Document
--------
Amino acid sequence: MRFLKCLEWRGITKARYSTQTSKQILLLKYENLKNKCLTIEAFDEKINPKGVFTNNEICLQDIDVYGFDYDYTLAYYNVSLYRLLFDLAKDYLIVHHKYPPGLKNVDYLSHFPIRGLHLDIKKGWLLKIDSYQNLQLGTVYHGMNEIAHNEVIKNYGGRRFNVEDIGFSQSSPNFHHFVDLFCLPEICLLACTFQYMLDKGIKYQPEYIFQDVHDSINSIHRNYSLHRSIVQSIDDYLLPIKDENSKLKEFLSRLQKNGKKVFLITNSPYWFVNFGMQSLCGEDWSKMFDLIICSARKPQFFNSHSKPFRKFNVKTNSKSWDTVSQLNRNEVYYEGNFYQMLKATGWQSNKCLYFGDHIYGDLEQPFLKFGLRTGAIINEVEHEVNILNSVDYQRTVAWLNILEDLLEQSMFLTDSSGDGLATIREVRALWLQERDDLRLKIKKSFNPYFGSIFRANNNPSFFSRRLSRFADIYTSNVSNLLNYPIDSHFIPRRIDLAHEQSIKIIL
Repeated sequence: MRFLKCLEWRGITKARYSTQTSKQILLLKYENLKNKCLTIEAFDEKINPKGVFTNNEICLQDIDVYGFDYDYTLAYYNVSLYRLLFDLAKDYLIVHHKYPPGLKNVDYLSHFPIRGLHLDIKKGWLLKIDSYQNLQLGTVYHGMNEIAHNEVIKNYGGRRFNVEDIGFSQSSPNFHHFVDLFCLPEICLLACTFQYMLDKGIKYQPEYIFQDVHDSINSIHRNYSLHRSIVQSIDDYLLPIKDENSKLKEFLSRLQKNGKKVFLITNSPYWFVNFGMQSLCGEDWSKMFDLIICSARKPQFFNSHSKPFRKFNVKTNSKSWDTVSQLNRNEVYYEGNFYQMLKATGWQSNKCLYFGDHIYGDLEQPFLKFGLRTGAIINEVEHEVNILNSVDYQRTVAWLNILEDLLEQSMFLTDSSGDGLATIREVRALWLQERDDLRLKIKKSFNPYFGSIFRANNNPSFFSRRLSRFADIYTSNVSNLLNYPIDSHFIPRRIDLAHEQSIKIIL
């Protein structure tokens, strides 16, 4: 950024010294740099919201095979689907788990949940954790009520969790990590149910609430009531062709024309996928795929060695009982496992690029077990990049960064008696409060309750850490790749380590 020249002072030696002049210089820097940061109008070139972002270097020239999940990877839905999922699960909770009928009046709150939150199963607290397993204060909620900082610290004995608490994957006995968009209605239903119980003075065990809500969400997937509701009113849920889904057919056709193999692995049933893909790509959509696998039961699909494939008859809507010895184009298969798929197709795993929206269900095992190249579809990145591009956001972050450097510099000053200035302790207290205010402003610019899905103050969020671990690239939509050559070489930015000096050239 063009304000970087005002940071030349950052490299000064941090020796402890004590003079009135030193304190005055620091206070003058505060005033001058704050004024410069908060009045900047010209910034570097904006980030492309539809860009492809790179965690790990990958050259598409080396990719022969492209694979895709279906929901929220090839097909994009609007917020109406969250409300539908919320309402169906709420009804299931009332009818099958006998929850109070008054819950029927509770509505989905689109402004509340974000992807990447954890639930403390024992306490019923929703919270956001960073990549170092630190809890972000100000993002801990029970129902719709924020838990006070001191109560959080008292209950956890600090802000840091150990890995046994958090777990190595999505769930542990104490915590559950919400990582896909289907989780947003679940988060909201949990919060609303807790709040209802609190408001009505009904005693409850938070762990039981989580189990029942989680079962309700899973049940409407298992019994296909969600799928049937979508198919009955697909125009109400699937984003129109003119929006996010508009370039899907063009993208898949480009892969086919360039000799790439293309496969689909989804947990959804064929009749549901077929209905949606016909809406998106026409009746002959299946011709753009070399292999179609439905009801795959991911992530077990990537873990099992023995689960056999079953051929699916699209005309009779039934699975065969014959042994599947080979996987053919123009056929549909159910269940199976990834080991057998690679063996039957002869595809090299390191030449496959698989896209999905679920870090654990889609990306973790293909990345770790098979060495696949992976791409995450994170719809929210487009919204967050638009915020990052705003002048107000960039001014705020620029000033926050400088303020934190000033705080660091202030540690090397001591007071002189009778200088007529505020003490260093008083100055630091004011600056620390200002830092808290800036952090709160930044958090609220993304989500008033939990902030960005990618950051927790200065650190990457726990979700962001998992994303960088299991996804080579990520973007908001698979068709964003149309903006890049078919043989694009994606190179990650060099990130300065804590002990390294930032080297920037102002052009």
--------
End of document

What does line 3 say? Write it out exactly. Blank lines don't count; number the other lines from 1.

């Protein structure tokens, strides 16, 4: 950024010294740099919201095979689907788990949940954790009520969790990590149910609430009531062709024309996928795929060695009982496992690029077990990049960064008696409060309750850490790749380590 020249002072030696002049210089820097940061109008070139972002270097020239999940990877839905999922699960909770009928009046709150939150199963607290397993204060909620900082610290004995608490994957006995968009209605239903119980003075065990809500969400997937509701009113849920889904057919056709193999692995049933893909790509959509696998039961699909494939008859809507010895184009298969798929197709795993929206269900095992190249579809990145591009956001972050450097510099000053200035302790207290205010402003610019899905103050969020671990690239939509050559070489930015000096050239 063009304000970087005002940071030349950052490299000064941090020796402890004590003079009135030193304190005055620091206070003058505060005033001058704050004024410069908060009045900047010209910034570097904006980030492309539809860009492809790179965690790990990958050259598409080396990719022969492209694979895709279906929901929220090839097909994009609007917020109406969250409300539908919320309402169906709420009804299931009332009818099958006998929850109070008054819950029927509770509505989905689109402004509340974000992807990447954890639930403390024992306490019923929703919270956001960073990549170092630190809890972000100000993002801990029970129902719709924020838990006070001191109560959080008292209950956890600090802000840091150990890995046994958090777990190595999505769930542990104490915590559950919400990582896909289907989780947003679940988060909201949990919060609303807790709040209802609190408001009505009904005693409850938070762990039981989580189990029942989680079962309700899973049940409407298992019994296909969600799928049937979508198919009955697909125009109400699937984003129109003119929006996010508009370039899907063009993208898949480009892969086919360039000799790439293309496969689909989804947990959804064929009749549901077929209905949606016909809406998106026409009746002959299946011709753009070399292999179609439905009801795959991911992530077990990537873990099992023995689960056999079953051929699916699209005309009779039934699975065969014959042994599947080979996987053919123009056929549909159910269940199976990834080991057998690679063996039957002869595809090299390191030449496959698989896209999905679920870090654990889609990306973790293909990345770790098979060495696949992976791409995450994170719809929210487009919204967050638009915020990052705003002048107000960039001014705020620029000033926050400088303020934190000033705080660091202030540690090397001591007071002189009778200088007529505020003490260093008083100055630091004011600056620390200002830092808290800036952090709160930044958090609220993304989500008033939990902030960005990618950051927790200065650190990457726990979700962001998992994303960088299991996804080579990520973007908001698979068709964003149309903006890049078919043989694009994606190179990650060099990130300065804590002990390294930032080297920037102002052009």